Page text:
We had a string on this subject some weeks ago when discussing email, and I remember someone taking me to task over my disdain for interruptive personalities. We heard excuses about how they are just "more creative, think better on their feet, function better in verbal mode, yada yada yada". There was a strong resistance to my suggestion that these types are mostly just lazy communicators. I also suggested that one of their primary motivations is the fact that the ambiguity of verbal communication leaves them some wiggle room if things go wrong. Written communication not only forces us to organize our thoughts, but also leaves a paper trial of exactly what information, instructions, or opinions we interjected into the process. When I re-read my comments I first thought I had been a little hard on interruptive types, but then I replayed David's comments about them on the FAST cd and I came to the conclusion that I had actually been kinder to them that David was.

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                  • #10
                    Originally posted by spectecGTD
                    You said "Instead, they've rationalized their indiosyncracies".
                    That is absolutely correct - you nailed it!

                    When I get into a conversation with one of these types I try to point out that their main problem is a refusal to learn or adapt. The range of excuses offered is infiinite, but what it boils down to is "I'll make up any excuse to avoid changing my ways, and I'm naive enough to actually fool myself into believing it."

                    We had a string on this subject some weeks ago when discussing email, and I remember someone taking me to task over my disdain for interruptive personalities. We heard excuses about how they are just "more creative, think better on their feet, function better in verbal mode, yada yada yada". There was a strong resistance to my suggestion that these types are mostly just lazy communicators. I also suggested that one of their primary motivations is the fact that the ambiguity of verbal communication leaves them some wiggle room if things go wrong. Written communication not only forces us to organize our thoughts, but also leaves a paper trial of exactly what information, instructions, or opinions we interjected into the process. When I re-read my comments I first thought I had been a little hard on interruptive types, but then I replayed David's comments about them on the FAST cd and I came to the conclusion that I had actually been kinder to them that David was.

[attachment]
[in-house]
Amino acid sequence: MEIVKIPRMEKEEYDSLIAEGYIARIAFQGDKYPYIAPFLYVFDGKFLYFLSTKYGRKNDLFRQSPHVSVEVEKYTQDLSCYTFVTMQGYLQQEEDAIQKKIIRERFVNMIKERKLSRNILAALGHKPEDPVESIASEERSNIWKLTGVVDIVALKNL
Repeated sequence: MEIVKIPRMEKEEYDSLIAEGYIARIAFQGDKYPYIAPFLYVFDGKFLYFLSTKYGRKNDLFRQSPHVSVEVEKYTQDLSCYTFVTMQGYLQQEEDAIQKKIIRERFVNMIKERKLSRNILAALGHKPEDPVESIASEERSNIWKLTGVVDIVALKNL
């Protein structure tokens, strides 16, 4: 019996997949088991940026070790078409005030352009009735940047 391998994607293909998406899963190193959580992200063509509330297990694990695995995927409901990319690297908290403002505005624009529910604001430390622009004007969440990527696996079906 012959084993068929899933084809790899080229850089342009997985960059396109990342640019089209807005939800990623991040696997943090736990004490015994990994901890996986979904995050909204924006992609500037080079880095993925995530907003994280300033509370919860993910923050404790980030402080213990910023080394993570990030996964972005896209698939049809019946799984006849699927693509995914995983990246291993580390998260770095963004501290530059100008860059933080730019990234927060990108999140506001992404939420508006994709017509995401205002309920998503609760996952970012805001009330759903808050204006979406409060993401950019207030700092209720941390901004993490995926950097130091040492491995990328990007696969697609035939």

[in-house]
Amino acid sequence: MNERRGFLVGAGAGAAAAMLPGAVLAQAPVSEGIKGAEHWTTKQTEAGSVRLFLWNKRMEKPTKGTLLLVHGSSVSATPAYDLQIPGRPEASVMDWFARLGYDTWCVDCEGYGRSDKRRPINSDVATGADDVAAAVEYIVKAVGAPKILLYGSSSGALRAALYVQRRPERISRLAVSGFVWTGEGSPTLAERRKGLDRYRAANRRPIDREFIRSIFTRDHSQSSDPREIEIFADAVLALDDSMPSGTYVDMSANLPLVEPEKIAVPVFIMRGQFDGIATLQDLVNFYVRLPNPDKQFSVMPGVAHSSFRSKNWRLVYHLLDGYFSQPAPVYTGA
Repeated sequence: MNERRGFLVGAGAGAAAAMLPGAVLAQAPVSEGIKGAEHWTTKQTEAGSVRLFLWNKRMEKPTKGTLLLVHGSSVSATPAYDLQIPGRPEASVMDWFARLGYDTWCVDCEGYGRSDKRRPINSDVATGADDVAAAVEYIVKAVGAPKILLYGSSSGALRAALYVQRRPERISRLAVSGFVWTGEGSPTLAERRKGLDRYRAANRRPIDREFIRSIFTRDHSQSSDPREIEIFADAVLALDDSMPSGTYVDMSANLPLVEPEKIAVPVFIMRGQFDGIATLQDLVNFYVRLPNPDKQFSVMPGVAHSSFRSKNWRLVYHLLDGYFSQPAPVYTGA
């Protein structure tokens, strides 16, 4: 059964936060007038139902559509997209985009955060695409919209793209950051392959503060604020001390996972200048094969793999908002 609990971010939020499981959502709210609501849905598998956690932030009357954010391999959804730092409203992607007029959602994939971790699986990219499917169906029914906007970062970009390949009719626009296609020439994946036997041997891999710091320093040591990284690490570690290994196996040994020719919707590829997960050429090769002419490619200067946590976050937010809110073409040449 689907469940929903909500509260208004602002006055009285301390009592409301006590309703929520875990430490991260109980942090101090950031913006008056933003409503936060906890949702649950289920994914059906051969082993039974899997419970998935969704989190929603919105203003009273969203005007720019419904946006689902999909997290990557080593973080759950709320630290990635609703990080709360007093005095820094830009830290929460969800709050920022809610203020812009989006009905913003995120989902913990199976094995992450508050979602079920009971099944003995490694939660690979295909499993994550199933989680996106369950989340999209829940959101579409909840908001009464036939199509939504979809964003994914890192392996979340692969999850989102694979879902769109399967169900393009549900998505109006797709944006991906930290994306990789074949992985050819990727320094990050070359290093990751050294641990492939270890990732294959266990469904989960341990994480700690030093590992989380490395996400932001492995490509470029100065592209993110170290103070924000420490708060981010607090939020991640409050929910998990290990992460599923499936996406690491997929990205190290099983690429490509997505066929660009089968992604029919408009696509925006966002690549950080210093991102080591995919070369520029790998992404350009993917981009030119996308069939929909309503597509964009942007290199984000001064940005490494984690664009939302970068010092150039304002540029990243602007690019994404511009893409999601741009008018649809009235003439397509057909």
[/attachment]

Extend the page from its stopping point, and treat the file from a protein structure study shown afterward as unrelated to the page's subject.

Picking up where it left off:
Sounds as if you are dealing with some extreme Myers-Briggs Extravert personalities, people who literally can not think unless they think out loud and with other people. Worse yet, they know that everybody else is just like them.

                    Even worse yet is if you are dealing with extremey Myers-Briggs Extraverted Sensors, people who "know" that if you are sitting quietly in your cubicle thinking that you are not actually doing anything (you are sitting still) and you are not actually thinking (they know that everyone else is just like them, capable only of thinking if thinking out loud in the presence of others). In fact, they know that they are doing you a huge favor by rescuing you from your unproductive inactivity by giving you the chance to think out loud with somebody else.

                    As an extreme Myers-Brigg Intravert myself, I am all too familiar with the extreme Extraverts blazing into my cubicle to "do me a favor" by interrupting me. They have no clue that they just blew several hours of my work, as it will take me that long to rebuild the mental model they just destroyed with their interruption. Aarrgghh!!